For me, the main area of concern is my forehead, which I’m told by all the greatest in injectables, to be the most common for those under thirty. After too many holiday sunburns, and recognising that I speak with very expressive eyebrows, the fine faint lines horizontally across my forehead have become much more prominent. So, in the name of beauty journalism I decided to give botox a try, here's what I learnt...
During the pre-op assessment, you can expect your surgeon to conduct a close evaluation of your risk of thrombosis, or the formation of blood clots inside blood vessels. Blood clotting is a natural process that is essential in healing. For example, when you experience a minor cut on your skin, the scab that forms is a result of blood clotting. In most cases, blood clots dissolve on their own. However, when a blood clot inside a blood vessel fails to dissolve, it can obstruct proper blood flow to the lungs, brain, and other areas, which can cause serious health complications.
The price varies based on type and depth of the chemical peel. Usually, peels that superficial (less aggressive with less downtime) will cost less than deeper ones. Superficials peels can be performed by nurses, doctors, aestheticians, etc but medium-deep or deep peels are usually only done by doctors. These stronger peels are more effective but generally carry more risks; certain ones, ie. phenol based peels require monitoring ie. O2 saturation, heartrate, etc, which can increase facility fee/ overall price. Another thing to consider is regional differences as this applies to all aspects of facial plastics- Botox treatment in Manhattan will likely be different than in a rural suburb. Hope this helps!

Look for products that have 2 to 10 percent glycolic acid, which is typically enough to improve the appearance of mature and sun damaged skin. Make sure your skin is makeup-free and clean of grease/residue before applying products, and read directions carefully. Afterwards, don’t shave, scrub, laser, exfoliate or exposure your skin to much sunlight for 24 to 48 hours. (11)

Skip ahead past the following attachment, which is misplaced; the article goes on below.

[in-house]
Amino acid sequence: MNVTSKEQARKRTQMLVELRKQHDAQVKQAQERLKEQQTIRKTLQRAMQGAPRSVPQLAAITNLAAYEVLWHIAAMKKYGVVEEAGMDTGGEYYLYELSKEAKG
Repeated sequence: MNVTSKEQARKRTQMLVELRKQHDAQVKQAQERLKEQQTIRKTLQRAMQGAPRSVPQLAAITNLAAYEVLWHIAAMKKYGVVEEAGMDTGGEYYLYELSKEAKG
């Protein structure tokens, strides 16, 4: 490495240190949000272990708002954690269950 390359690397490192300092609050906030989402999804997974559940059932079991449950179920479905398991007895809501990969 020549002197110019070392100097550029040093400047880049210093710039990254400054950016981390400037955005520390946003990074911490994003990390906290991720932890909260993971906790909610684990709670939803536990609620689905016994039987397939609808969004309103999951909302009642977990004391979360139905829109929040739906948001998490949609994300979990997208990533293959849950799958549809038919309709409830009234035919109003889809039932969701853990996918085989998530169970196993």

Before your procedure, you’ll first have a consultation with the skin care specialist. During this visit, they’ll help you determine what the best treatment option is for you. They’ll let you know the details about the specific peel you’ll be getting, and they’ll ask about anything that could interfere with the peel. This may include whether you’ve taken acne medication, and information about whether or not you scar easily.
During recovery, follow your doctor’s postop instructions faithfully. They’ll give you specific instructions for how often to wash your face and moisturize, and which products you should use to do so. Try to stay out of the sun until your skin has healed, and avoid using makeup or other cosmetics until your doctor gives you the go-ahead. You can use ice packs for 20 minutes at a time, or a cool fan, to help relieve discomfort at home.
Each peel is slightly different, and the exact formula will depend on the intensity level of the treatment. However, the most common chemicals used in peels are alpha hydroxy acids (AHAs), beta hydroxy acids (BHAs), trichloroacetic acid (TCA), and phenol. AHAs and BHAs are the lightest acids, often used in light chemical peels. TCA can be used in many different formulations. Last but not least, phenol is the strongest chemical and only used in deep peels.

During the procedure, you may experience sensations of pulling, tugging, mild pinching, intense cold, tingling, stinging, aching, and cramping at the treatment site. These sensations subside as the area becomes numb. Following the procedure, typical side effects include temporary redness, swelling, blanching, bruising, firmness, tingling, stinging, tenderness, cramping, aching, itching, or skin sensitivity, and sensation of fullness in the back of the throat after a submental area treatment. Rare side effects may also occur. The CoolSculpting® procedure is not for everyone. You should not have the CoolSculpting® procedure if you suffer from cryoglobulinemia, cold agglutinin disease, or paroxysmal cold hemoglobinuria. The CoolSculpting® procedure is not a treatment for obesity. Ask your doctor if CoolSculpting® is right for you. To learn more about what to expect, visit coolsculpting.com.